To Strip Social Networks of Their Worth, Stop Sharing


termsWhile reading Jacob Silverman’s Terms of Service: Social Media and the Price of Constant Connection and writing this very piece, my phone was constantly interrupting me with notifications for the app Meerkat, which started taking off in my circles last week. The service is something straight out of Super Sad True Love Story–it allows users to broadcast live video, with comments and broadcast notifications posting directly to Twitter–so it seemed apt to observe while reading a tome about the perils of social media. I watched a friend chat about the weather during his taxi ride and saw the founder of another social media platform show off his afternoon snack of Skittles and seltzer. Of course, I was as complicit in these interruptions as the perceived audience of Terms of Service, possible Internet addicts who are likely no longer capable of feeling boredom. (If this sounds like you, try New Tech City’s Bored and Brilliant project).

I found the book to be earnest but captivating at times, full of tidbits about Facebook performing covert behavioral and emotional experiments on us, the psychology of Likes, and how our own sharing is being monetized in a form of digital serfdom. Social media companies have trained us to share constantly, and to believe we are improving ourselves and the world while we’re allowing said companies and their oftentimes cyber libertarian, paternalistic execs to profit from our efforts. Our perpetual sharing has also put us in a place of constant surveillance by three watchers: the companies allowing us to share, the government, and ourselves. In Terms of Service, Silverman details an ecosystem that feeds off of itself in this call-and-response cycle of sharing and the feedback loop of likes. 

Although he fessed up to relatively acceptable online behaviors: gaming, watching porn, using Facebook, and buying Twitter followers just because he could, I didn’t get the impression that Silverman uses many social media platforms. Perhaps this puts him in a good position to examine them more objectively, but I had a hard time reading a line that incorrectly identifies how to share photos to Snapchat. (“Into the camera roll it goes,” he writes in the chapter Pics or It Didn’t Happen, “so that later you can perform the ritual triage: Filter or no filter? Tumblr, Instagram, or Snapchat?”) I’m likely not the ideal audience for this book since I’ve probably already read too much on the topic and I already know how much privacy we give up when we opt-in on these services. But if you want more context to make informed decisions about what you share, and where, this is a useful book. Many of the stories that unfold are about the giants: Facebook, Google, and Twitter (although up-and-comers like Snapchat and outliers like are mentioned throughout).

Silverman evaluates the pitfalls and hidden truths of privacy, identity, surveillance, data collection, and the new “sharing” economy throughout many chapters. He ultimately concludes that Silicon Valley is overdue for an ethical turn. “The industry’s increasing reliance on bulk data collection and targeted advertising is at odds with its rhetoric of individual liberty and innovation,” he writes. And internal industry reforms are not sufficient change without redistribution of resources, power, and authority, all of which are skewed in favor of the new tech elite. Silverman writes that further change should come from the government. He argues for a universal basic income paid in part by taxes from the very same corporations that are profiting off us, which would bring fairness to our increasingly technological society. It’s an intriguing idea to propose as a solution to an unequal economy, but this feels like a disparate point among many others that left the book hard to digest as a whole.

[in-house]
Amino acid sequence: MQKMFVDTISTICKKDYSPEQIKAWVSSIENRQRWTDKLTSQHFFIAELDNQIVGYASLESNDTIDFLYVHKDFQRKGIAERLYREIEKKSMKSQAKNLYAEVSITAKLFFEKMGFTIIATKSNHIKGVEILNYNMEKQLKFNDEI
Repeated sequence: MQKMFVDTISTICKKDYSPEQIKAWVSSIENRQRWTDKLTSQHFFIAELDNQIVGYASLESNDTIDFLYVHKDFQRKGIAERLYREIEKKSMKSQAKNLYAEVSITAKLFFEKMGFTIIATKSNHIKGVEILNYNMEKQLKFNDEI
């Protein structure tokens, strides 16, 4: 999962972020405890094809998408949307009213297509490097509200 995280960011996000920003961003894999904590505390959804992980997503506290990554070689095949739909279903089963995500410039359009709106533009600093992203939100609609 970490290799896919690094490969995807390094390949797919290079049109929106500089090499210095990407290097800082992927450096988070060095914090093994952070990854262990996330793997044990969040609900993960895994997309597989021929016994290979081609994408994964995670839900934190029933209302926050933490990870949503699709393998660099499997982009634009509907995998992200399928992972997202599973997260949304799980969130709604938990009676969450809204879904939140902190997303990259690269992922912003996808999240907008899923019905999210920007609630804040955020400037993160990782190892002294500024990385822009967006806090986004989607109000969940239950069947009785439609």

The parting advice Silverman leaves us with is how to strip the social networks of their worth. These platforms encourage us to structure our sharing habits through hashtags, linking cross-platform accounts, enabling location services and notifications—all of which capture our data. Instead, Silverman suggests that we obfuscate our identity with false details (add a fake middle name or weird characters to our name, give an incorrect location or occupation), and repost strange content, get experimental, or take inspiration from Weird Twitter. In other words, don’t let your online self be a reflection or distillation of your real self. If you’ve followed his arguments about the sinister motivations of social media companies, you might want to take his advice. As for myself, you can find me on Snapchat (for now).

Jacob Silverman’s Terms of Service will be released on March 17, with a launch party at powerHouse Arena on the same day. 

Further reading on technology and culture:

Status Update: Celebrity, Publicity, and Branding in the Social Media Age, Alice Marwick, 2013.

The Boy Kings: A Journey into the Heart of the Social Network, Kate Losse, 2012. (Widely quoted in Terms of Service, Losse is a former Facebook employee.)

The Filter Bubble: How the New Personalized Web Is Changing What We Read and How We Think, Eli Pariser, 2012.

Everything Bad is Good for You, Steven Johnson, 2006.

Chrysanthe Tenentes is co-founder and contributing editor of Brooklyn Based. She consults for startups on product and content strategy and has read (and written) more Terms of Service agreements than the average adult human.



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